Beginning in Fall 2010, a small group of students and their faculty adviser, Anthony Kammas, gathered for meetings in a shady corner of the Carolyn Craig Franklin Garden on the north side of the Doheny Memorial Library. In that open space, subtly echoing the agoras of ancient Greece, the Political Science Undergraduate Association (PSUA) plotted the creation of Ilios.
Their goal, said PSUA member Kevin Lee, was to establish a formal channel for students to have a critical dialogue about pressing political issues. They envisioned a student journal that would capture the spirit of the theoretical and philosophical discussions they often held during Kammas' office hours.
“Undergraduate academic journals are rare,” Lee said. “We thought this would be a good way to jumpstart discussions on political philosophy and political science, especially for students who are planning to continue their careers in academia.” Lee, who majored in political science and philosophy in USC Dornsife, served as executive editor of the journal for the 2010–11 academic year and graduated in May.
The first edition of Ilios was published online in April 2011 after a months-long publication process mirroring a professional academic journal.
The publication’s editorial board, formed from PSUA’s membership, issued a call for papers. Members of PSUA visited classrooms to invite students to submit their writing. They distributed flyers and posted the call to their Facebook page encouraging both papers written for classes and original works. Submissions went through a rigorous peer-review process.
Ilios, which means “sun” in Greek, was chosen as the title of the publication for its myriad shades of meaning: “Ilios” was the ancient name of Troy in Homer’s Iliad, the epic poem studied by many including the classical Greek philosopher Socrates. The sun is also used as a central metaphor in Plato’s Republic, which Lee notes in the inaugural issue’s “Letter from the Editor” is “arguably the single most important text in the Western tradition of political philosophy.” Not to mention, Ilios is run by undergraduates at the University of Southern California, home of the Trojans.
Kammas, assistant professor of political science, who had served as managing editor for East European Politics and Societies, coached the editorial board on the nuts and bolts of running a journal. He showed them how to write an acceptance letter and the best way to communicate that a submission has been received. However, he mostly limited his involvement to a supporting role.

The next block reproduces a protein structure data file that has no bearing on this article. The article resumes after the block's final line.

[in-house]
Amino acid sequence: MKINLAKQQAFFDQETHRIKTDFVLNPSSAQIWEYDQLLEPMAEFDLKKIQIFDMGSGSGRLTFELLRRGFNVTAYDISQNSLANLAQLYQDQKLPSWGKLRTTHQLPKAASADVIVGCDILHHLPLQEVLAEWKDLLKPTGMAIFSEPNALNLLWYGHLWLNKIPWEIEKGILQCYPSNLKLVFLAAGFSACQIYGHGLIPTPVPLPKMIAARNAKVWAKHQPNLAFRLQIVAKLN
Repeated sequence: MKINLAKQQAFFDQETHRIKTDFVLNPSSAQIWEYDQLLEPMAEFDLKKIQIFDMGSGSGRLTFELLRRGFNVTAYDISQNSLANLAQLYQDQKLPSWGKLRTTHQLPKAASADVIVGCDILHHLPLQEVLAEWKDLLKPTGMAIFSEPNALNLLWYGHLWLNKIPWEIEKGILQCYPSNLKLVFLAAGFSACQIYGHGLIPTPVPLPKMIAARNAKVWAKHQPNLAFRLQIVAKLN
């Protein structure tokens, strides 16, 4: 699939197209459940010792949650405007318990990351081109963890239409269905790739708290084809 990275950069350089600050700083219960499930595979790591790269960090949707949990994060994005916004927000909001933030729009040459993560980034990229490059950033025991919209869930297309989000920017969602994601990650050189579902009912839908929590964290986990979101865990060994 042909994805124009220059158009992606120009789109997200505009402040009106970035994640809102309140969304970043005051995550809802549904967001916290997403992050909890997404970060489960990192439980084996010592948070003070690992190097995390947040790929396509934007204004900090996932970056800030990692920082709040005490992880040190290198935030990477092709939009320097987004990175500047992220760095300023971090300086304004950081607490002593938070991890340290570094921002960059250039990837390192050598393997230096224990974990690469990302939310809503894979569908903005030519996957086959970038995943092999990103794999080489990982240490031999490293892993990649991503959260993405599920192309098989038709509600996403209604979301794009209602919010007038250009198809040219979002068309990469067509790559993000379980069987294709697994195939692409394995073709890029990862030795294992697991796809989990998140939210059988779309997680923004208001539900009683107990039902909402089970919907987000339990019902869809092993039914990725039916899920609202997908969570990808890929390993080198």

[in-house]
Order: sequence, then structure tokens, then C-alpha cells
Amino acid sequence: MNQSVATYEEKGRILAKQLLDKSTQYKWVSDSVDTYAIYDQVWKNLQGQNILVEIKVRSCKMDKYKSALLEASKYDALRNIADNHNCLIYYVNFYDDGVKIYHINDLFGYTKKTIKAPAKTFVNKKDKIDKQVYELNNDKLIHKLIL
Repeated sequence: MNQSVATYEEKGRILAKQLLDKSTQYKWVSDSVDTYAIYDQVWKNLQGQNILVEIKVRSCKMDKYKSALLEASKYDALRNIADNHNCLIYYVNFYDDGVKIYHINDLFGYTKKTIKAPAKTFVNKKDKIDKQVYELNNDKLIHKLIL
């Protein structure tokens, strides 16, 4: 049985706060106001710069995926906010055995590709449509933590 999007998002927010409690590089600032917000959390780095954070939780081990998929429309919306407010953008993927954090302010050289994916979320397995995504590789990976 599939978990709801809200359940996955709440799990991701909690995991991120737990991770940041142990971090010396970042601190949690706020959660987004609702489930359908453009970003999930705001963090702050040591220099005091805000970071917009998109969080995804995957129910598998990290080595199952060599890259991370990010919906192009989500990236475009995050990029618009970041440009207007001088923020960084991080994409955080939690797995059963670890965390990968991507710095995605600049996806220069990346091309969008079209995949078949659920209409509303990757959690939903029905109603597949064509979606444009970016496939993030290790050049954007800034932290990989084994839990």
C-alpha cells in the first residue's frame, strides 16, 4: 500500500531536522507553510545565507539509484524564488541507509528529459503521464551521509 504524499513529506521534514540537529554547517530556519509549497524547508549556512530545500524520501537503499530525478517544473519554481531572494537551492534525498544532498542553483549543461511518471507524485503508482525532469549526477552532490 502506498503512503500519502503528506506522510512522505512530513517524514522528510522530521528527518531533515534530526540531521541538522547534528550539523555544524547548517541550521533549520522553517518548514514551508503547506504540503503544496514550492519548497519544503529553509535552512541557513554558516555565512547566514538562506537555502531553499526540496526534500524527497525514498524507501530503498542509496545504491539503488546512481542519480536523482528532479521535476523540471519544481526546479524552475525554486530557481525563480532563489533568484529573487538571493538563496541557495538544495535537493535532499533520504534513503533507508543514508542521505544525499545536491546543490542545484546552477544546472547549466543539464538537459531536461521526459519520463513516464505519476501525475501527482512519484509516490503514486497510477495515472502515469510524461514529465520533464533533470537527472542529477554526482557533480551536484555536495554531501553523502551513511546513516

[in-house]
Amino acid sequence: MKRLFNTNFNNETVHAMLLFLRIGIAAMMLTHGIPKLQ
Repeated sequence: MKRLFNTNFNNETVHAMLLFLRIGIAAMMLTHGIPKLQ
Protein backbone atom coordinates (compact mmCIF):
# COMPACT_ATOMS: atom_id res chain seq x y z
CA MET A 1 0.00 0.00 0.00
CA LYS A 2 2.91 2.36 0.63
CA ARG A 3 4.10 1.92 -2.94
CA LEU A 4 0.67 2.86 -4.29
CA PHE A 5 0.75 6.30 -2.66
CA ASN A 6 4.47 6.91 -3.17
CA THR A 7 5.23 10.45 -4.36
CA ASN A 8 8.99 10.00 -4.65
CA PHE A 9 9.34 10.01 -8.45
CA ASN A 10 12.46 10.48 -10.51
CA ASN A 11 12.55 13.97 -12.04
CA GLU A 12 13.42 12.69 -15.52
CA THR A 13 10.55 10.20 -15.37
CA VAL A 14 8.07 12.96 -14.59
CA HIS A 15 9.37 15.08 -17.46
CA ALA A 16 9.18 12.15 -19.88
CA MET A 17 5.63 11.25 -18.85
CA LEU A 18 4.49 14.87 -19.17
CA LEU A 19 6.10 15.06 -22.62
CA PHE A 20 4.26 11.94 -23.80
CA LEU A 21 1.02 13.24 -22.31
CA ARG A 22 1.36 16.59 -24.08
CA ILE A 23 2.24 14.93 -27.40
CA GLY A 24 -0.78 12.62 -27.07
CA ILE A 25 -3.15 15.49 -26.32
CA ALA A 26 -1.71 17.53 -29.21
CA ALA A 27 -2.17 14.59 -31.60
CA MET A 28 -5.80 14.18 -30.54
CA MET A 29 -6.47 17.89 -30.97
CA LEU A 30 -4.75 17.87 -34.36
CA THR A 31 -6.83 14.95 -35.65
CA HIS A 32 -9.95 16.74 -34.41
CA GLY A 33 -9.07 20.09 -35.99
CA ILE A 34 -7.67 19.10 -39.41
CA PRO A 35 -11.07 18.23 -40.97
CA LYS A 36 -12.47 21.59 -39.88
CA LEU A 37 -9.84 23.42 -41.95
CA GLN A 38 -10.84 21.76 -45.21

“The way I see it is that it should be a student-run, managed, and governed association and journal so their voice really comes through,” Kammas said. They were very successful in that regard, he added.
The first issue of Ilios, which was published in electronic form online to promote easy access, featured four long-form essays and two interviews with USC Dornsife political science professors. The essays covered case studies on the Russia-Chechnya conflicts, an examination of Karl Marx and Friedrich Nietzsche’s philosophies, a discussion on the failures of the International Criminal Court, and an exploration of the symbols of justice in world mythology.
“I was really pleased by it,” Lee said. “I think the editors did a great job, especially for a first publication. We’re all really proud of the results.”
Along with the launch of a student-run journal came the revival of PSUA, an undergraduate political science organization housed in USC Dornsife’s Department of Political Science. PSUA had been dormant for almost five years. Under the direction of Alia Alanizi, president of the association for 2010–11 and a political science and international relations major, the group became an officially recognized USC student organization.
“The journal is representative of the kinds of dialogues that we want students to be having about political philosophy and political themes,” said Alanizi who graduated in May. “As someone who’s very interested in politics, I think that it’s crucial that we have those kinds of conversations.”
In addition to pulling together an exceptional collection of writing, Lee pointed out that Ilios also gives readers a special window into students’ insights.
“It’s not often that you get to read what your peers are writing about,” said Lee. “Normally you go to class and turn in your own paper and your professor reads it. It was great to read what other students are writing about and see what they’re interested in.”
This year, Ilios will continue on with a new editorial staff: students Damon Alimouri (philosophy, political science), America Hernandez (political science) and Kenia Garcia (political science) will oversee the publication as a committee.
Kammas encourages students to take an active role in their education by participating in PSUA and submitting to the journal.
“This is students’ time, their moment to have a safe place to explore ideas, to take a risk,” he said.
“Politics is an active thing. Taking part in the political life of the political science department, whether it’s through the association or the journal, or both, really fills out a student’s political education.”
Perhaps the quote from Friedrich Nietzsche’s philosophical novel Thus Spoke Zarathustra inscribed on the dedication page of the inaugural issue of Ilios will be a catalyst for students to actively participate in the publication of the journal: “One repays a teacher badly if one always remains nothing but a student.”
Read Ilios and learn more about the Political Science Undergraduate Association on the PSUA Web site. Students who are interested in contributing to the journal can also learn more about submitting their work for publication consideration.